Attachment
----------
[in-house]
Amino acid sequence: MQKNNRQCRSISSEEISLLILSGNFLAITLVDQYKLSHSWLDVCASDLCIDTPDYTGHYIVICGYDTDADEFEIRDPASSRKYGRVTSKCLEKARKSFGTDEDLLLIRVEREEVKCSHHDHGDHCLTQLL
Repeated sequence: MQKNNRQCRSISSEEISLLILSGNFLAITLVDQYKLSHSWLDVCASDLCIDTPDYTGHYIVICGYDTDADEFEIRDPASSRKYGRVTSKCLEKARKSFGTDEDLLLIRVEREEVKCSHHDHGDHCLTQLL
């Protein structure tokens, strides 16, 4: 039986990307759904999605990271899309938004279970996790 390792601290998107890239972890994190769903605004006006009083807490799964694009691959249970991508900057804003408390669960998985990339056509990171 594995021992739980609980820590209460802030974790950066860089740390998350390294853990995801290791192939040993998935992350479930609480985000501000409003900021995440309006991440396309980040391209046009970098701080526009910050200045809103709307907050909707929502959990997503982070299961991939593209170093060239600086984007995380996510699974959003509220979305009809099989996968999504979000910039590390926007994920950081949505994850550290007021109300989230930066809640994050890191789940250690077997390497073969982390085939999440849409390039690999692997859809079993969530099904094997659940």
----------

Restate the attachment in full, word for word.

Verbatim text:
[in-house]
Amino acid sequence: MQKNNRQCRSISSEEISLLILSGNFLAITLVDQYKLSHSWLDVCASDLCIDTPDYTGHYIVICGYDTDADEFEIRDPASSRKYGRVTSKCLEKARKSFGTDEDLLLIRVEREEVKCSHHDHGDHCLTQLL
Repeated sequence: MQKNNRQCRSISSEEISLLILSGNFLAITLVDQYKLSHSWLDVCASDLCIDTPDYTGHYIVICGYDTDADEFEIRDPASSRKYGRVTSKCLEKARKSFGTDEDLLLIRVEREEVKCSHHDHGDHCLTQLL
């Protein structure tokens, strides 16, 4: 039986990307759904999605990271899309938004279970996790 390792601290998107890239972890994190769903605004006006009083807490799964694009691959249970991508900057804003408390669960998985990339056509990171 594995021992739980609980820590209460802030974790950066860089740390998350390294853990995801290791192939040993998935992350479930609480985000501000409003900021995440309006991440396309980040391209046009970098701080526009910050200045809103709307907050909707929502959990997503982070299961991939593209170093060239600086984007995380996510699974959003509220979305009809099989996968999504979000910039590390926007994920950081949505994850550290007021109300989230930066809640994050890191789940250690077997390497073969982390085939999440849409390039690999692997859809079993969530099904094997659940």